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Thursday, September 12, 2024

Respect Your Elders: Dick Butkus

#RespectYourElders: Richard (Dick) Marvin Butkus, 76, is a former Chicago Bears linebacker and NFL Hall of Fame athlete. He’s considered one of the best football players in history and played his entire career in the state of Illinois.

Butkus was born in Chicago and weighed an impressive 13 pounds 6 ounces as a baby. He grew up in the Roseland neighborhood on the city’s South Side and played football at Chicago Vocational High School. Butkus played several positions in high school, but was particularly effective as a linebacker. As a junior, the Chicago Sun-Times awarded him the Chicago High School Player of the Year Award — the first time a player of that age was awarded that honor.

Butkus attended the University of Illinois Urbana-Champaign from 1962 to 1964, three hours away from his hometown. By this time, he was 6 feet 3 inches and 245 pounds, which was large for a center and linebacker in the ’60s. His size and skill helped him lead the Fighting Illini to the 50th Rose Bowl in 1964, where they defeated the Washington Huskies; Butkus recovered a fumble and intercepted a pass while leading a defensive squad that kept Washington at bay.

During his college career, he was a two-time consensus All-American, three-time All-Big Ten and the 1963 Silver Football Award winner. His collegiate success propelled him to the NFL; with the third overall pick, the Chicago Bears drafted him to play linebacker in 1965, keeping his career rooted in Illinois.

In the NFL, Butkus made a name for himself as being tenacious, violent, and unstoppable. The linebacker admitted to finding ways to upset himself before the game to fuel his aggressive playstyle. Butkus growled, yelled and punished any offense that got in his way.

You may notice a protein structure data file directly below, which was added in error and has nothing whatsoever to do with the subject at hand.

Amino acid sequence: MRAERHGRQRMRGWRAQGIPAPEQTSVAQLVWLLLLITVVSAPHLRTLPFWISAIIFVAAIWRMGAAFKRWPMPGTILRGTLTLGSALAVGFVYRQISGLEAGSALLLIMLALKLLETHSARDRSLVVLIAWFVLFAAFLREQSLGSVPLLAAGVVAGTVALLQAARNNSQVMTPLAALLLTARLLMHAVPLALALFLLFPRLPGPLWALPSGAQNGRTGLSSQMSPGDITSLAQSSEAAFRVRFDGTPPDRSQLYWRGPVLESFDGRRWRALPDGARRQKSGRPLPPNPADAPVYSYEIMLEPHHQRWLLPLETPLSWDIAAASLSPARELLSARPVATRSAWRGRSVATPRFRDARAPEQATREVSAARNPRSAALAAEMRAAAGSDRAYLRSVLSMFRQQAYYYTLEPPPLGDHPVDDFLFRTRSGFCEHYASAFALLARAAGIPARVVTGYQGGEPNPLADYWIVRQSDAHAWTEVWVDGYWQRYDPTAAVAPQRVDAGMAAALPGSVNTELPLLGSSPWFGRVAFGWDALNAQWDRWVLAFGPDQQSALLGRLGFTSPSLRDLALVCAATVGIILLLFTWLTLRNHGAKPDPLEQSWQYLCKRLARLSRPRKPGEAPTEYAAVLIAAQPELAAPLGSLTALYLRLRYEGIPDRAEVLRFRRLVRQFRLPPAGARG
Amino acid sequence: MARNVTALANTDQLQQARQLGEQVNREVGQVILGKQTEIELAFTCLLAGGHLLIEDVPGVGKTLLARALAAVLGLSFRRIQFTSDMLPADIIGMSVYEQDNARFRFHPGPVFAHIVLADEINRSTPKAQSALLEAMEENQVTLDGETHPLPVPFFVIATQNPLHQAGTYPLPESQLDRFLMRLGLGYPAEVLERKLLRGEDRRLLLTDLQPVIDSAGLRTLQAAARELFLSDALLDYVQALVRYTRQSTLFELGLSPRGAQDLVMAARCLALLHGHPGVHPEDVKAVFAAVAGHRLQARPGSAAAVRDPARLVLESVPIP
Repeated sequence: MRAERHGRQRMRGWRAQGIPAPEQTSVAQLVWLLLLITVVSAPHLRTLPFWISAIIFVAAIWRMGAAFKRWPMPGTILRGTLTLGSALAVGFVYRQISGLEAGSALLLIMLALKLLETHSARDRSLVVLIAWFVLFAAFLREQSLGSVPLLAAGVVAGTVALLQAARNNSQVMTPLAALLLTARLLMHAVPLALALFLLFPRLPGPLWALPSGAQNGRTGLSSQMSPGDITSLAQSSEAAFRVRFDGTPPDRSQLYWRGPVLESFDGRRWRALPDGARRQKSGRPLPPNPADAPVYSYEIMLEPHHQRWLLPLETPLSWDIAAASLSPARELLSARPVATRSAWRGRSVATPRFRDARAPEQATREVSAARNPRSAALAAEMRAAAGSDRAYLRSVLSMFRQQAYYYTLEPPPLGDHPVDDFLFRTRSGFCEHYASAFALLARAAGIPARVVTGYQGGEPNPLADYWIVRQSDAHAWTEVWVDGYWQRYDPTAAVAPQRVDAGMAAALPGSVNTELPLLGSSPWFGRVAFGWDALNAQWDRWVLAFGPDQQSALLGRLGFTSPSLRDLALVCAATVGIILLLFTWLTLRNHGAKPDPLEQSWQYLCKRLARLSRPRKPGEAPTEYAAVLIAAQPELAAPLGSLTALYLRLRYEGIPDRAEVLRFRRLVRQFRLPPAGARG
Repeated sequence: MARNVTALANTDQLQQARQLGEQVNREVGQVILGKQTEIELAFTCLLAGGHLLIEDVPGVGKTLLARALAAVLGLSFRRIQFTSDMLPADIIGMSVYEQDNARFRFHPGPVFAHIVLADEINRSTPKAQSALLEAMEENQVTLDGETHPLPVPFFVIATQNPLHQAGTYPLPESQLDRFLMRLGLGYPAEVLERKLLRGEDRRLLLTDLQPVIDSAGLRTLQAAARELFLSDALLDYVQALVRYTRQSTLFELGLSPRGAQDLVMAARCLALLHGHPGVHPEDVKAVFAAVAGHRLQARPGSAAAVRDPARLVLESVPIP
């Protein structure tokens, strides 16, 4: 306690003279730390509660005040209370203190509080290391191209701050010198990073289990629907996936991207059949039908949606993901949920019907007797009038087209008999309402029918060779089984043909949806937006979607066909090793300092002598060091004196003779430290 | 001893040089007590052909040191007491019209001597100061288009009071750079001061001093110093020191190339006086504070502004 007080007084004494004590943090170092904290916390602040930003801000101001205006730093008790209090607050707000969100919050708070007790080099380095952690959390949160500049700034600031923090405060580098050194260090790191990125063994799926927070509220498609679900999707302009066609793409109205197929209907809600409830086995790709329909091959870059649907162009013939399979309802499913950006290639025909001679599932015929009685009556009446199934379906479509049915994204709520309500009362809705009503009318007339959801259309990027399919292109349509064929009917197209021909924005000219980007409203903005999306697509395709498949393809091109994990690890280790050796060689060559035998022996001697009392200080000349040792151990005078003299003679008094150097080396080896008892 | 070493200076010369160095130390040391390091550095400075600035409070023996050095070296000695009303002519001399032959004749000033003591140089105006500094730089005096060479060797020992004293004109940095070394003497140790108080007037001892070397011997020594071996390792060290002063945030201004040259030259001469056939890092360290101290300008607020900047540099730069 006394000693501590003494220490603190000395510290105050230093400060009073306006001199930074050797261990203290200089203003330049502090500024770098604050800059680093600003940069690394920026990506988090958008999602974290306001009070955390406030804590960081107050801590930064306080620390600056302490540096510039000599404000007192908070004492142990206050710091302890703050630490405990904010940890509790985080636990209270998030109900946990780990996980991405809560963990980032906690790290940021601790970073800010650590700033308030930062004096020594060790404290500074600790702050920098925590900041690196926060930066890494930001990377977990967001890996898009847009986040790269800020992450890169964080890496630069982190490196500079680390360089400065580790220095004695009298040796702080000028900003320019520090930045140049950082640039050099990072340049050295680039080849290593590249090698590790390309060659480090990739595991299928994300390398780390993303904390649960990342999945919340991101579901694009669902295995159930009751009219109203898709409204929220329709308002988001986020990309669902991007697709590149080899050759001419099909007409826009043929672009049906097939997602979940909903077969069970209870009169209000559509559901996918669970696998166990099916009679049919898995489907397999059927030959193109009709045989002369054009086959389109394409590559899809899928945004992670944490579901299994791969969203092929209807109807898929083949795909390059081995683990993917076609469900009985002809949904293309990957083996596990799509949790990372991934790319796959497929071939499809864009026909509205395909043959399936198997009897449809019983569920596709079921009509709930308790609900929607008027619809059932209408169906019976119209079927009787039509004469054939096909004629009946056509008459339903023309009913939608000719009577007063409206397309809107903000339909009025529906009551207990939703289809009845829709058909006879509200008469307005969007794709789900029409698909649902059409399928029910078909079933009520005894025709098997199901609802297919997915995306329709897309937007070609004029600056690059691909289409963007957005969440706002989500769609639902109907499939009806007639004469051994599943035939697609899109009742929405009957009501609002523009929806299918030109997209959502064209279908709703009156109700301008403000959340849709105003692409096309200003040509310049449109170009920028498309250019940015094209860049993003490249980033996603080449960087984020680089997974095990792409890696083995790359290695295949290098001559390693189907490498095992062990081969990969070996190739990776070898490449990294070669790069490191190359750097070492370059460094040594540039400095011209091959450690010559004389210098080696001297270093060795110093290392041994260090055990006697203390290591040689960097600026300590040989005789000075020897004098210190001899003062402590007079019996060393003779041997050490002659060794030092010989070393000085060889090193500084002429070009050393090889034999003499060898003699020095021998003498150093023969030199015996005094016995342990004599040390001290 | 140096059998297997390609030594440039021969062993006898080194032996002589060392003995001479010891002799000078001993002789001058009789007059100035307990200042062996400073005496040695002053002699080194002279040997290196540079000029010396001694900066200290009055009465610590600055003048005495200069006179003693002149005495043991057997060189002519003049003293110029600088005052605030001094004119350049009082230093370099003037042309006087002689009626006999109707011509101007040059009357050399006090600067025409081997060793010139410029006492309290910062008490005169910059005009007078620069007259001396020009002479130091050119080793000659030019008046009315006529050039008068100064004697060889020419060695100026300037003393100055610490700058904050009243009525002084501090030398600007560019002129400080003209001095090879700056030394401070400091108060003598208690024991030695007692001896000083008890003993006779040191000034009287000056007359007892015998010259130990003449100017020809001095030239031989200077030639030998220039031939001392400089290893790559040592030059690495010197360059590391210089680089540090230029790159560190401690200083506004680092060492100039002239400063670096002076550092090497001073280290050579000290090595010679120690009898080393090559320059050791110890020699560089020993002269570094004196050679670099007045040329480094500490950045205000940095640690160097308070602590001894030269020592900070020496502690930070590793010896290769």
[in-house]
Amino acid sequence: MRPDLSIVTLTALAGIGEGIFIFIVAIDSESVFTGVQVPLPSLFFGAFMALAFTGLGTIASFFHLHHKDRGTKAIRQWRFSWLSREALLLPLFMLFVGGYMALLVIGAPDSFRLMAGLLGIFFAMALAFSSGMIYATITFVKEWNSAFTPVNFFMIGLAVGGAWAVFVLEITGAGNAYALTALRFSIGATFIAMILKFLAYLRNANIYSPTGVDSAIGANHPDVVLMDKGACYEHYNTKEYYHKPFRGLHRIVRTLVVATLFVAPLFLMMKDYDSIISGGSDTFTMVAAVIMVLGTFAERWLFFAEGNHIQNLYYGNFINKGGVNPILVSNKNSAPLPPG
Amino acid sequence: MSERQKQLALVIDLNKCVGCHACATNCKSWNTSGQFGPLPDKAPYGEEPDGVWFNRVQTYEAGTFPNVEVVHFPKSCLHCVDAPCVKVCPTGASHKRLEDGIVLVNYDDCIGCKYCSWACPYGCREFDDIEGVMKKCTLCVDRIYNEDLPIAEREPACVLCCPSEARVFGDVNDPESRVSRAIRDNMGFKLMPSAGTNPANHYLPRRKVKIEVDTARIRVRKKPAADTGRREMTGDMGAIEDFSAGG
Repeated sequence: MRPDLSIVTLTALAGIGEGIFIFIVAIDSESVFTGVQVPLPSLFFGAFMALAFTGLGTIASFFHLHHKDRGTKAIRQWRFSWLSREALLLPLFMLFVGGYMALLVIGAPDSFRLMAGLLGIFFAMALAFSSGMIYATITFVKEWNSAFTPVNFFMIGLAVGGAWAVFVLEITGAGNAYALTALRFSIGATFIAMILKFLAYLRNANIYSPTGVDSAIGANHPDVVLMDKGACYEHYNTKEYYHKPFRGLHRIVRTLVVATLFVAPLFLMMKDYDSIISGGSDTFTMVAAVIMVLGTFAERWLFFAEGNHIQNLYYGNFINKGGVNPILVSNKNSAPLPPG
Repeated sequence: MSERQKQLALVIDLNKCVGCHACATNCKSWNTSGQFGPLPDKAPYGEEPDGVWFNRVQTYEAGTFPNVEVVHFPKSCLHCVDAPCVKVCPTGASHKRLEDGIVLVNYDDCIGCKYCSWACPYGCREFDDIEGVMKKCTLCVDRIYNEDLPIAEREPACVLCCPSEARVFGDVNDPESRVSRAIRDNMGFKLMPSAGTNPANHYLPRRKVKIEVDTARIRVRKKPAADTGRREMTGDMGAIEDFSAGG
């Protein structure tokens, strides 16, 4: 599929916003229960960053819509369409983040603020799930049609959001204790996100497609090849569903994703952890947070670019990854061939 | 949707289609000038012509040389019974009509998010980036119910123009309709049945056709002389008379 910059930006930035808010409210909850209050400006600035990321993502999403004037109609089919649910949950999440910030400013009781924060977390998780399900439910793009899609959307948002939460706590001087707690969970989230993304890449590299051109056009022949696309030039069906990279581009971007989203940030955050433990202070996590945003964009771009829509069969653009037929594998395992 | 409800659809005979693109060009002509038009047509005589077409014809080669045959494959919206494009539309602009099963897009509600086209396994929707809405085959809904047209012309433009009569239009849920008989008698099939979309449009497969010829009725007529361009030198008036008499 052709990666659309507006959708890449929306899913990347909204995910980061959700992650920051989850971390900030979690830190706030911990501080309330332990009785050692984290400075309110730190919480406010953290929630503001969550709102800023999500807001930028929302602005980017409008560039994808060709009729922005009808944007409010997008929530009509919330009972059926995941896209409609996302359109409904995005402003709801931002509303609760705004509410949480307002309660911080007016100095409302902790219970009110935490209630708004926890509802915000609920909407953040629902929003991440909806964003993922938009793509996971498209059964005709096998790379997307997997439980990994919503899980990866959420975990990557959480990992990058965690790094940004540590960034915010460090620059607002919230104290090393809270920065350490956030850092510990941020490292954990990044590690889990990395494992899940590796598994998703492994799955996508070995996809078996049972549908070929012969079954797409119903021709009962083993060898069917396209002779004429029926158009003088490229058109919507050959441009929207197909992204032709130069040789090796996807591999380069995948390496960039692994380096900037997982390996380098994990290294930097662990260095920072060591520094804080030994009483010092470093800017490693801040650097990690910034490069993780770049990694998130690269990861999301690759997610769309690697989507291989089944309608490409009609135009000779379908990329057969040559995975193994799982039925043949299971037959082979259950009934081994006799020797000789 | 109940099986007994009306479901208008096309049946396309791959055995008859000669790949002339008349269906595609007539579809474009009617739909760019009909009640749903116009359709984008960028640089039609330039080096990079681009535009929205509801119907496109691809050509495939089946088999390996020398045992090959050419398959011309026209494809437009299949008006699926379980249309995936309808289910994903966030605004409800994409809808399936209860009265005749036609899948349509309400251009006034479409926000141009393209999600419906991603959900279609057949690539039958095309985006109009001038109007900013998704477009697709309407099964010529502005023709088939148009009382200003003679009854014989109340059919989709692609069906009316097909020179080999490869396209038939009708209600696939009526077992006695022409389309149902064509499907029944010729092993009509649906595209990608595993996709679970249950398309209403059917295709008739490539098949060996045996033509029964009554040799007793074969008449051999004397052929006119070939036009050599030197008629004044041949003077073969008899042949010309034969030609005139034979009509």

“I wouldn’t ever set out to hurt anyone deliberately unless it was, you know, important, like a league game or something,” Butkus once said.

“If I had a choice, I’d sooner go one-on-one with a grizzly bear,” former Green Bay Packers running back MacArthur Lane said, according to ESPN. “I prayed that I could get up every time Butkus hit me.”

His aggressive style of play caused him to deal with his fair share of pain: in 1971, Butkus had surgery to help repair a chronic knee injury. After two years of hospital visits and complications, he retired from football in 1973.

Butkus ended his career with 1,020 tackles, 489 assists and 22 interceptions. The bruising linebacker was also an eight-time Pro Bowl pick and two-time NFL Defensive Player of the Year. In 1979, Butkus became a member of the Pro Football Hall of Fame. Both the University of Illinois and the Chicago Bears retired his jersey, No. 50 and No. 51, respectively, due to his historic career.

After retirement, Butkus spent time as a sports commentator and actor. He also established the Butkus Foundation which advances health and wellness through special initiatives.

Last month, The Chicago Sun-Times released a list of the 100 Greatest Bears of All Time; Butkus is third, behind only Walter Payton and Sid Luckman.

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